Information management is rapidly becoming the most important service offered through America's 8,000 ag retail outlets. Product devaluation and diminishing sales margins continue to drive crop input commoditization. As profits sag, ag retailers are turning to information services to create differentiation and customer value that will attract and retain long-term business.
Through the use of precision ag technology utilizing grid-sampled soil data, GPS yield mapping, variable rate application practices, weather records, and other pertinent input, ag retailers are able to generate a wealth of information to help growers produce and market their crops more profitably. The information collected is used to help make decisions on soil and water management, cropping practices, seed trait selection, crop nutrient recommendations, crop protection requirements, and various trouble shooting situations.
The collection and use of this information, coupled with a close personal interaction, fosters a strong bond between the grower and their ag retailer. This bond is an invaluable "bridge" that efficiently links channel partners to the acre. Channel partners are usually thought of as input suppliers, but with the onset of identity preserved crops the definition is broadened to include grain processors and even consumers.
The very nature of agriculture involves a lot of risk (unfavorable weather patterns, pests, volatile markets, etc.). Ag retailers have always been involved with helping customers manage and minimize these risks. Today, with skyrocketing energy costs, wild swings in fertilizer prices, and an escalating demand for crops as biofuel sources the need for more sophisticated risk management tools is inherit. Ag retailers are responding by expanding their CCA's role as Technical Service Providers (TSPs), offering a broader range of grain marketing programs, crop insurance, and a full spectrum of other business management services. Forward pricing contracts for fertilizer with the potential for a total acre input package to be forward priced against future grain sales are being developed and tested.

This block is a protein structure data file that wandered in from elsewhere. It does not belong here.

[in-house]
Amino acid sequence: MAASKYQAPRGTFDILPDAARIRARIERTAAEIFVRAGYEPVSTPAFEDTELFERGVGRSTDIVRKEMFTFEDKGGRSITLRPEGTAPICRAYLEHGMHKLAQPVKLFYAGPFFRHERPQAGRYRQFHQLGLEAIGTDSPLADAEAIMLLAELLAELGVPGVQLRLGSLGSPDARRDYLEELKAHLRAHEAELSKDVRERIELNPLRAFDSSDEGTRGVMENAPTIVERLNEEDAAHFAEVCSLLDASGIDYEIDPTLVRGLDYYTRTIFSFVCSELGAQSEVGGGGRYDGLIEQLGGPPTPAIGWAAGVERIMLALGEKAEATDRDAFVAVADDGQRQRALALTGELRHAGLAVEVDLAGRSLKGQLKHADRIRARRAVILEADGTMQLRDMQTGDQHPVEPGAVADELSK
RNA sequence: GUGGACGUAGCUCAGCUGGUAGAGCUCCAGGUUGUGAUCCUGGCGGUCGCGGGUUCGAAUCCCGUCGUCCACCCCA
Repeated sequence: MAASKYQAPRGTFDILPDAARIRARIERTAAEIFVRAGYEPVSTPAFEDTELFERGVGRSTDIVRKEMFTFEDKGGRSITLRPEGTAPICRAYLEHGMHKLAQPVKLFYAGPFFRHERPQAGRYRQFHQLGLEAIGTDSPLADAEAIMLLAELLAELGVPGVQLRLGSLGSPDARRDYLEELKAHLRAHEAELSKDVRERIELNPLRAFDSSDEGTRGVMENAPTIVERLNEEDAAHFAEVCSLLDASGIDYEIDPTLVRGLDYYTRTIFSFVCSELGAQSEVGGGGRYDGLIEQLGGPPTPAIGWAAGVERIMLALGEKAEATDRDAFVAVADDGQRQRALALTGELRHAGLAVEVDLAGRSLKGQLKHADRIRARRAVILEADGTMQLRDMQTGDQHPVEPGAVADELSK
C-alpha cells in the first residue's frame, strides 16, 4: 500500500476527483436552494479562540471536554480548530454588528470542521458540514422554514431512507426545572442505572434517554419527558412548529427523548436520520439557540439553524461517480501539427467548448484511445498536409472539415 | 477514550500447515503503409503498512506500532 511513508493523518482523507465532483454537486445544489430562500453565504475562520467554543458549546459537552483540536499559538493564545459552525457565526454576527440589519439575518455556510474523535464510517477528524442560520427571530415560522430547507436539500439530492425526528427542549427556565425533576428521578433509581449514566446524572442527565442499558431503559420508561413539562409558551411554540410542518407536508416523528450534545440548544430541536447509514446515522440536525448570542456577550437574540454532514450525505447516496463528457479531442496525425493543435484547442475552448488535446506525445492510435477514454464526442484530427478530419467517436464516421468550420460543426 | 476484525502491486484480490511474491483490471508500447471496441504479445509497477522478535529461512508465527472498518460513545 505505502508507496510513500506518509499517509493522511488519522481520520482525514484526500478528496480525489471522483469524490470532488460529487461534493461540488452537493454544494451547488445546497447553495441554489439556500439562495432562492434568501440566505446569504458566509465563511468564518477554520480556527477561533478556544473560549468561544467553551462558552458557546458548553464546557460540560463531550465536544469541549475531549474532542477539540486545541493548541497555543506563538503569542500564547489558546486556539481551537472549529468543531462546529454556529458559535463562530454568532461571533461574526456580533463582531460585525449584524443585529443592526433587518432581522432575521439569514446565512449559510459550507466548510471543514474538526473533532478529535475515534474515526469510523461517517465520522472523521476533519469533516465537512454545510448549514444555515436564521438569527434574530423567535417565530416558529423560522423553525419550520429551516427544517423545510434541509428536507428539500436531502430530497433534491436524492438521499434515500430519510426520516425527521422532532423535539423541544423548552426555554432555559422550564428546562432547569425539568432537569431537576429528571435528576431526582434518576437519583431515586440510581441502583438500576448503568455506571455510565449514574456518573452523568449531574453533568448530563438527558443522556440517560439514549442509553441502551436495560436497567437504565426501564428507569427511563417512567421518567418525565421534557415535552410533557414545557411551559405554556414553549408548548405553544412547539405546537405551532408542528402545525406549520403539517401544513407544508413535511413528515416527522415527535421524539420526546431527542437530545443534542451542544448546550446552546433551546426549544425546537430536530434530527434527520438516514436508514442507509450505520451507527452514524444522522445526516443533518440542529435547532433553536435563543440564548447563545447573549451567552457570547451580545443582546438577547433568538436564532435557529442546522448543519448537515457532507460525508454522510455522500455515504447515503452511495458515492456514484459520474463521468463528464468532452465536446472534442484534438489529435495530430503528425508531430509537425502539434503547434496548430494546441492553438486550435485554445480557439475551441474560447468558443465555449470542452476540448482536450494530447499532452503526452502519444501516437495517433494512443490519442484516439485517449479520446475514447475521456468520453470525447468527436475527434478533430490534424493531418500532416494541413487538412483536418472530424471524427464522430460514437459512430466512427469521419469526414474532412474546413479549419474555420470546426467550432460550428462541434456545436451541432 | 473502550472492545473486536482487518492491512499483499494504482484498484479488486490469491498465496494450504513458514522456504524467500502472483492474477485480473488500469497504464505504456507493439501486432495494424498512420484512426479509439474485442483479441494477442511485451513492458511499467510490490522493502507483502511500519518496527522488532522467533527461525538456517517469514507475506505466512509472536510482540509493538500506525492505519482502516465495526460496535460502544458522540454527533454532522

Ag retailers continue to be strong advocates on behalf of their customers. As factory farming practices continue to be adopted by farmers, the need for responsible stewardship and sound environmental practices continue to grow. The professional ag retailer of today understands regulatory and legislative processes. These processes must be directed and shaped to maintain an effective balance between fair legislation and rules, and an over-reaching government with ineffective policies and practices. Growers tell their input suppliers they want their involvement in retail trade organizations, like Ag Retailers Association (ARA). They want additional support from their supplier to compliment their own involvement in ag commodity groups. Farmers recognize their ag retailer is an effective "information bridge" linking them and their acres to the world.
By Dave Coppess, Chairman, Ag Retailers Assn
Heartland Co-op, W. Des Moines, IA
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|Title Annotation:||MARKETING TO THE PROFESSIONALS; Ag Retailers Association|
|Date:||Sep 1, 2006|
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